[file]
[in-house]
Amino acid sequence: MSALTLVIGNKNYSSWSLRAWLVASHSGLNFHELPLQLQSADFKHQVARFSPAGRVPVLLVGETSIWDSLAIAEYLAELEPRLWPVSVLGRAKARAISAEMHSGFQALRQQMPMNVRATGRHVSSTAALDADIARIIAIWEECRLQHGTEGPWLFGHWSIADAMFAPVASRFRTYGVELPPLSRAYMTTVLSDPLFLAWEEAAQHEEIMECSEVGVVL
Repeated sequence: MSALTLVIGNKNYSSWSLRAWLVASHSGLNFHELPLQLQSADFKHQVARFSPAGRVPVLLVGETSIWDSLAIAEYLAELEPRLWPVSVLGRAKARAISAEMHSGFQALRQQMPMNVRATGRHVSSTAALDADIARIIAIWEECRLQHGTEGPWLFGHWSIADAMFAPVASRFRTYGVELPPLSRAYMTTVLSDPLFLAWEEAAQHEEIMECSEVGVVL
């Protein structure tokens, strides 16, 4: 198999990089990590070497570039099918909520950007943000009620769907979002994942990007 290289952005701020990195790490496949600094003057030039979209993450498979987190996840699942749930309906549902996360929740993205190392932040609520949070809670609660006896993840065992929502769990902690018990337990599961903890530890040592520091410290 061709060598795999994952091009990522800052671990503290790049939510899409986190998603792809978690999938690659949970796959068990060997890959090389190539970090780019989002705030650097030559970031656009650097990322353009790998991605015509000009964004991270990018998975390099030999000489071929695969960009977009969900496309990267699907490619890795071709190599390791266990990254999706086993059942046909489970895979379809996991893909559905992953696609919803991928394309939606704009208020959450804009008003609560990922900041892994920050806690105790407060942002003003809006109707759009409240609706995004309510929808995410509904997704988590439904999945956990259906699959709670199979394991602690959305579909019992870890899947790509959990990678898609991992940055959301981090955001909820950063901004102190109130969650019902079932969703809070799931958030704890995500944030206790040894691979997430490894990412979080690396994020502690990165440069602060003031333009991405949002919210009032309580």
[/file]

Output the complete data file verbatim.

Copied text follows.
[in-house]
Amino acid sequence: MSALTLVIGNKNYSSWSLRAWLVASHSGLNFHELPLQLQSADFKHQVARFSPAGRVPVLLVGETSIWDSLAIAEYLAELEPRLWPVSVLGRAKARAISAEMHSGFQALRQQMPMNVRATGRHVSSTAALDADIARIIAIWEECRLQHGTEGPWLFGHWSIADAMFAPVASRFRTYGVELPPLSRAYMTTVLSDPLFLAWEEAAQHEEIMECSEVGVVL
Repeated sequence: MSALTLVIGNKNYSSWSLRAWLVASHSGLNFHELPLQLQSADFKHQVARFSPAGRVPVLLVGETSIWDSLAIAEYLAELEPRLWPVSVLGRAKARAISAEMHSGFQALRQQMPMNVRATGRHVSSTAALDADIARIIAIWEECRLQHGTEGPWLFGHWSIADAMFAPVASRFRTYGVELPPLSRAYMTTVLSDPLFLAWEEAAQHEEIMECSEVGVVL
């Protein structure tokens, strides 16, 4: 198999990089990590070497570039099918909520950007943000009620769907979002994942990007 290289952005701020990195790490496949600094003057030039979209993450498979987190996840699942749930309906549902996360929740993205190392932040609520949070809670609660006896993840065992929502769990902690018990337990599961903890530890040592520091410290 061709060598795999994952091009990522800052671990503290790049939510899409986190998603792809978690999938690659949970796959068990060997890959090389190539970090780019989002705030650097030559970031656009650097990322353009790998991605015509000009964004991270990018998975390099030999000489071929695969960009977009969900496309990267699907490619890795071709190599390791266990990254999706086993059942046909489970895979379809996991893909559905992953696609919803991928394309939606704009208020959450804009008003609560990922900041892994920050806690105790407060942002003003809006109707759009409240609706995004309510929808995410509904997704988590439904999945956990259906699959709670199979394991602690959305579909019992870890899947790509959990990678898609991992940055959301981090955001909820950063901004102190109130969650019902079932969703809070799931958030704890995500944030206790040894691979997430490894990412979080690396994020502690990165440069602060003031333009991405949002919210009032309580």